Several years ago, I split one of my classes into two groups. One group, dubbed the "homeowners," was asked to think of clever outdoor places where a house key might be hidden for use if they were locked out. The second group the "burglars" was asked to think of all the places they might look for a hidden key.
Guess what? The "burglars" thought of every single place the "homeowners" mentioned and several more that weren't even on their list.
The moral of the story is quite simple: Don't hide your house key anywhere outside because, sure enough, burglars will find it. "Hiding" the key under a rock near the front door makes it way too easy for burglars all they have to do is turn the key in the lock and enter your home. Instead of hiding your key, give it to a trusted neighbor.
Fortunately, we can take definite steps to protect our homes. We can secure our doors and windows. We can make the outside environment hostile to a would-be thief. And we can enlist the watchfulness of our neighbors and keep an alert eye on each other's homes.
Make burglars pass
According to the National Crime Prevention Council, burglars spend no more than 60 seconds trying to break into a home. David Rueschoff, president of Rueschoff Security Systems, agreed.
"A guy with a crowbar can open your door in a few minutes," he said. "Our theory is that good locks and good lighting are essential."
Lt. Kevin Harmon of the Lawrence Police Department's Community Service Training Division said one of the best ways to prevent a break-in is to "make your home safe enough to make the burglar pass it up."
He recommends installing deadbolt locks with 1-inch throws. Be sure to use long screws in the strike plate on the door frame. These screws need to be long enough to secure the plate into the studs.
Keep a broomstick handle or strong dowel in the track of a sliding glass door or get a commercial door lock for it. To prevent sliding glass doors from being lifted off the track, drill a hole through the slide door frame and the fixed frame and insert a pin in the hole.
Likewise, double-hung windows can be secured with key locks or by pinning the inner and outer frame with a nail inserted into a small hole drilled at a 45-degree angle. Remember to secure basement and garage windows, too.
"Good locks are extremely important," Rueschoff said. But they don't do much good once the door is broken open, he said.
Once entry has been made into the home, burglars can help themselves to your belongings. Worse yet, if you are home or surprise burglars by returning home while they are there, you may be hurt. An alarm system with monitoring services can increase the security of your home.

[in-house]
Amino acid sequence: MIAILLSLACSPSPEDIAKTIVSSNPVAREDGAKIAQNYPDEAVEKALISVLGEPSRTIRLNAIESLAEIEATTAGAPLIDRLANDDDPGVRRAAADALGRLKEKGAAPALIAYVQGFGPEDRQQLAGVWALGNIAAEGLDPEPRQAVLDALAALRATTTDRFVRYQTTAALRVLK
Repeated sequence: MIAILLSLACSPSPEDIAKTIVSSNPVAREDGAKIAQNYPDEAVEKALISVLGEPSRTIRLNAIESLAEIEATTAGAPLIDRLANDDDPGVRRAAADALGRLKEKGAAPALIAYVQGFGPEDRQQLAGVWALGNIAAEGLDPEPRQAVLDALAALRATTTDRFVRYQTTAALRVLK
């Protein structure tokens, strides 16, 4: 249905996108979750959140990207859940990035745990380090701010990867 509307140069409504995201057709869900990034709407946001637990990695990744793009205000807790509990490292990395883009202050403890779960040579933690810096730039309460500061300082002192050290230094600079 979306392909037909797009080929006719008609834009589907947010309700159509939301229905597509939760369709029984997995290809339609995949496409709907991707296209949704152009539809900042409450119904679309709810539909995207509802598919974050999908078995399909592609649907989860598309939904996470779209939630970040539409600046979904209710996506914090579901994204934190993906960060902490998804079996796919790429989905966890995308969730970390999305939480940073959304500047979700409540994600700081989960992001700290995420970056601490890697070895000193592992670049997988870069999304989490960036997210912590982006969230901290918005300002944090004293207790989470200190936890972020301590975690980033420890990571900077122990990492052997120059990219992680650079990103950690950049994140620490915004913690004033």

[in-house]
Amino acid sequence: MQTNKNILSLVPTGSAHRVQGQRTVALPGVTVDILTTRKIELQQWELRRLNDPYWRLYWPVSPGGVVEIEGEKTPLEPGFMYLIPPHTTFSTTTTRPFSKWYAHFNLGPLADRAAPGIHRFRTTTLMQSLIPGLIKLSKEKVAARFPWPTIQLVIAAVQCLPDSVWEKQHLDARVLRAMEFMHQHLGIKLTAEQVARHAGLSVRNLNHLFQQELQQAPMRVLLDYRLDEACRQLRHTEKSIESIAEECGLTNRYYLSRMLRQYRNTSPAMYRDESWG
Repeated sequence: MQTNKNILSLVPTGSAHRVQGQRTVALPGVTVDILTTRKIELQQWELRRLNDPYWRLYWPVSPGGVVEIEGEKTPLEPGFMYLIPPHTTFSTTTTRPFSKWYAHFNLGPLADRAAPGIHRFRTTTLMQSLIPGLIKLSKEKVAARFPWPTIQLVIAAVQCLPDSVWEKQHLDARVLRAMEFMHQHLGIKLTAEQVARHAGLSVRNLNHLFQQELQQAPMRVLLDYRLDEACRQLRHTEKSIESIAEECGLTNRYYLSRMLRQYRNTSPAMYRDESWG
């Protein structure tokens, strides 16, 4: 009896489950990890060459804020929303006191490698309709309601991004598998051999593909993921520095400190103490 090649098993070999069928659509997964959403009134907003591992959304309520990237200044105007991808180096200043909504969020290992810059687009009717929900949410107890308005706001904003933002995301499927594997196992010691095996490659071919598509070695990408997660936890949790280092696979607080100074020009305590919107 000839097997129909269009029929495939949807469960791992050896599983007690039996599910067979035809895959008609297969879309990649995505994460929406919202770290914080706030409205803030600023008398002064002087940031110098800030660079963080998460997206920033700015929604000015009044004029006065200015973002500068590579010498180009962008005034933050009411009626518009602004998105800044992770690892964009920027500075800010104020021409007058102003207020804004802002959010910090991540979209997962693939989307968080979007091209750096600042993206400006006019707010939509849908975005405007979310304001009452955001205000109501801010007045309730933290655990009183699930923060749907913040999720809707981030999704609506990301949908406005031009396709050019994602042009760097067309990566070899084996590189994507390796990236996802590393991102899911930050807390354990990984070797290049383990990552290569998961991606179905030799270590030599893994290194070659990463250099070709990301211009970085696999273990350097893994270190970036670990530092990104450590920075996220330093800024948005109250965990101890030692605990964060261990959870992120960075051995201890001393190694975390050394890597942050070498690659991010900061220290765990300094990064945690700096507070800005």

"An alarm system is a good deterrent," Rueschoff said.
A would-be thief will most likely not even consider breaking into a home with a security system because the system is difficult to disarm. In his 25 years in the business, Rueschoff said he has not seen a burglar breach a security system.
"Burglars are not that sophisticated," he said. "It's not like 'Mission: Impossible.'"
In the unlikely event that a house with a security system is broken into, an alarm sounds and the police are notified. Most of the time that commotion is enough to send the thief running before absconding with your possessions.
Many home security systems also monitor for fire, carbon monoxide, temperature, water leaks and medical emergencies.
Encourage nosy neighbors
A home security and monitoring system is not the only way to protect your home. Harmon suggests using the eyes and ears of all the neighbors to keep each other safe.
"Be cognizant of who's in your neighborhood," Harmon said. "Neighborhood watch groups are super to deter burglars."
Watchful neighbors know the general routine of the neighborhood. They are alert to the type of cars neighbors drive and when people come and go.
"It boils down to the nosy neighbor," he said.
Harmon notes that about half the break-ins occur during daytime hours when people are likely to be at work, so alert neighbors are valuable.
Notify the police if something doesn't seem right, even if it turns out to be a false call. He assured me that police would rather be called on a false suspicion than for people to take chances with safety.
Carol Boncella is education coordinator at Lawrence Memorial Hospital and home and garden writer for the Journal-World.